Tiles with custom heights
Let's get this out of the way right now, because I'm just too excited about it: isometric tiles with custom heights! This opens up a whole new world of gameplay mechanics for your games, you can design crazy maps like this:
But let's slow down a bit and look at how it actually works. First of all, when you create a new tile (or edit an existing one), you have a button to enable Custom Height. This makes it possible to have cube tiles like this:
After creating tiles with custom heights, you can place them normally in your isometric world, like you do with flat tiles. You can still add transitions and details on top if you wish.
Following this, you can use the new height "brush": you set a minimum and maximum height, move your mouse over some tiles, and each of them will be assigned a random height in your chosen range.
Obviously this is all integrated with the rest of the isometric engine and the pathfinding algorithm will take into account tile heights when finding a path. You can pass an extra parameter to wade.iso.findPath to say what the maximum height should be. All characters will avoid tiles that are more than 20 units higher or lower than their current tile. 20 is just the default value of a property of the IsoCharacter behavior (called maxStepHeight) that you can change at any time.
One limitation though: characters and objects are still on a different layer in front of the terrain, so you can't design maps where the terrain would hide an object. Objects are always drawn in front of it, for performance reasons. We are looking into adding an option to let you have characters and terrain on the same layer, removing this restriction, but be aware that it will have a significant impact on performance. Technically this is because it would break the "batching" of the terrain rendering, resulting in many more draw calls and for scenes where the terrain doesn't move and characters are animated (a common case), the terrain would need to be redrawn every frame.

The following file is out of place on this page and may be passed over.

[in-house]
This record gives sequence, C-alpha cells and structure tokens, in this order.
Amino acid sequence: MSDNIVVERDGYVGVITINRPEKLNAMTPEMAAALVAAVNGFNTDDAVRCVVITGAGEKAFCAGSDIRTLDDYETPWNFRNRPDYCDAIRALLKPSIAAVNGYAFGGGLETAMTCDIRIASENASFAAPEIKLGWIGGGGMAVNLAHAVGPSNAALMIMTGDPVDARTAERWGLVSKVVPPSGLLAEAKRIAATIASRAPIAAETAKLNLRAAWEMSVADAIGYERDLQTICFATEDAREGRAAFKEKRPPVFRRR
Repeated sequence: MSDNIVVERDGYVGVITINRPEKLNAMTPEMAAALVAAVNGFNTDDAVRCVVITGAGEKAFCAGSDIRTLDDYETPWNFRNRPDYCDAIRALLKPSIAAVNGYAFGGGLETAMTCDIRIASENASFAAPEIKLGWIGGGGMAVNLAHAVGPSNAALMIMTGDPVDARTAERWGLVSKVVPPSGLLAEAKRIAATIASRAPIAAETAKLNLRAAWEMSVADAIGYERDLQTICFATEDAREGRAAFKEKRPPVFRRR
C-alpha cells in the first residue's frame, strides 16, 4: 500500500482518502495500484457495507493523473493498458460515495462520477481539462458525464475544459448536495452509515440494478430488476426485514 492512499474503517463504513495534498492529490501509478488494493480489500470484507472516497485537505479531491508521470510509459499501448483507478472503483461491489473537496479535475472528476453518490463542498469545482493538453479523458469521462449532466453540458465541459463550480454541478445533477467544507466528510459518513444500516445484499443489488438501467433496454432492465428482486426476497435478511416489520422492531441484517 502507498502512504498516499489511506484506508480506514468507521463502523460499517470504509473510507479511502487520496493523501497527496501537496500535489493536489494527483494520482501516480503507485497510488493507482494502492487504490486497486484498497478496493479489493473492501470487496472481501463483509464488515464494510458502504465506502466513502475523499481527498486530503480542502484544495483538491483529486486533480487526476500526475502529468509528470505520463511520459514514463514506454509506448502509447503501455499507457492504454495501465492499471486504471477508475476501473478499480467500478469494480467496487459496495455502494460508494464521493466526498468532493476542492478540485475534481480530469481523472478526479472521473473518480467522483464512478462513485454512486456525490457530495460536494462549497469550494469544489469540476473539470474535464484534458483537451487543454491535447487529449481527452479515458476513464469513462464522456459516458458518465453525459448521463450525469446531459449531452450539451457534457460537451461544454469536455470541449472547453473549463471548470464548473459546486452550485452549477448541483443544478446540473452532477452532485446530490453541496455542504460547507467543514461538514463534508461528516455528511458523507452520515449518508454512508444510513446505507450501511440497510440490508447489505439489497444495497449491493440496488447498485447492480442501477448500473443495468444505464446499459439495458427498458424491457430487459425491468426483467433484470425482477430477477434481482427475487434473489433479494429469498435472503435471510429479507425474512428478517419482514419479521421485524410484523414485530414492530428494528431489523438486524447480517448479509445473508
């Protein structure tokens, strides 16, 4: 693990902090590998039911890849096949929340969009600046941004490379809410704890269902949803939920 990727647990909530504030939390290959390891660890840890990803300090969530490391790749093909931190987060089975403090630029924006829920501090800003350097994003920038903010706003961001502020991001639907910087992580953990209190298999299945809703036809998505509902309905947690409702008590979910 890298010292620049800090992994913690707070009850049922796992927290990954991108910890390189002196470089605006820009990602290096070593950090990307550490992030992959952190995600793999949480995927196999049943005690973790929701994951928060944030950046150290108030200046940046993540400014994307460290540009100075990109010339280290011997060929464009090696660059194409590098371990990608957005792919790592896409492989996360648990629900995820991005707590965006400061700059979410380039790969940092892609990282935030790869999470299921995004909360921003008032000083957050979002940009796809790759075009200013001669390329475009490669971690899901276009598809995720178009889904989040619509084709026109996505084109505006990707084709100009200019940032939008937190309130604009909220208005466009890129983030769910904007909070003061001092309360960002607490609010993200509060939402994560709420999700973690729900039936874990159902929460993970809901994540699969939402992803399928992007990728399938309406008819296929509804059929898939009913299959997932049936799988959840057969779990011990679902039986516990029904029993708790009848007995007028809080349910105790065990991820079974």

Export to Windows, Mac, Linux as well as Android
When clicking the download button in the editor, you are now given the option to export your project as an executable app on more platforms:
Unlike Android, the script for exporting to Windows, Mac and Linux (that I'm really proud of) runs entirely client-side, i.e. it does everything in your browser without sending any data to our servers: it downloads a template zip file, extracts it, modifies some files, adds all the assets and files for your app, repackages it and puts it into your downloads folder. Magic.
You can now set each sprite's render mode to Additive, meaning that its colors will be added to whatever is behind it, like this:
This works both in webgl and 2d-canvas mode.
As suggested by user Jota in the forums, we are now highlighting all the functions that contain some code. Hopefully this will make everyone's lives a little bit easier.
Make WebGL textures at loading time
Because creating WebGL Textures takes some time, currently it is done as and when it is needed: the first time a sprite ends up in the visible area of the scene (even if the sprite is invisible), its associated textures are created.
With WADE 3.1 you can decide, for each scene, to load textures when the scene is loaded. It will increase the loading time, but will also result in a smoother experience while the game is running.
Obviously there are many other little things and bug fixes, so do check the change log if you want all the details.
Let's not forget about the website
Our website gets a few improvements as well: you can now post comments in blog posts (please do, let us know what you think), and you can send and receive private messages (notice the little envelope next to your user name when you're logged in, top-right corner of the page).
Oh, and you can edit your posts. I really wanted an edit button. I cannot stand making spelling mistakes, and when I do make them (often) I must correct them, whatever it takes. On several occasions I actually did this by manually editing database entries from the command line, and it was not fun.
Overall I think it's a nice step forward, but obviously let us know if you find anything that doesn't quite work as expected!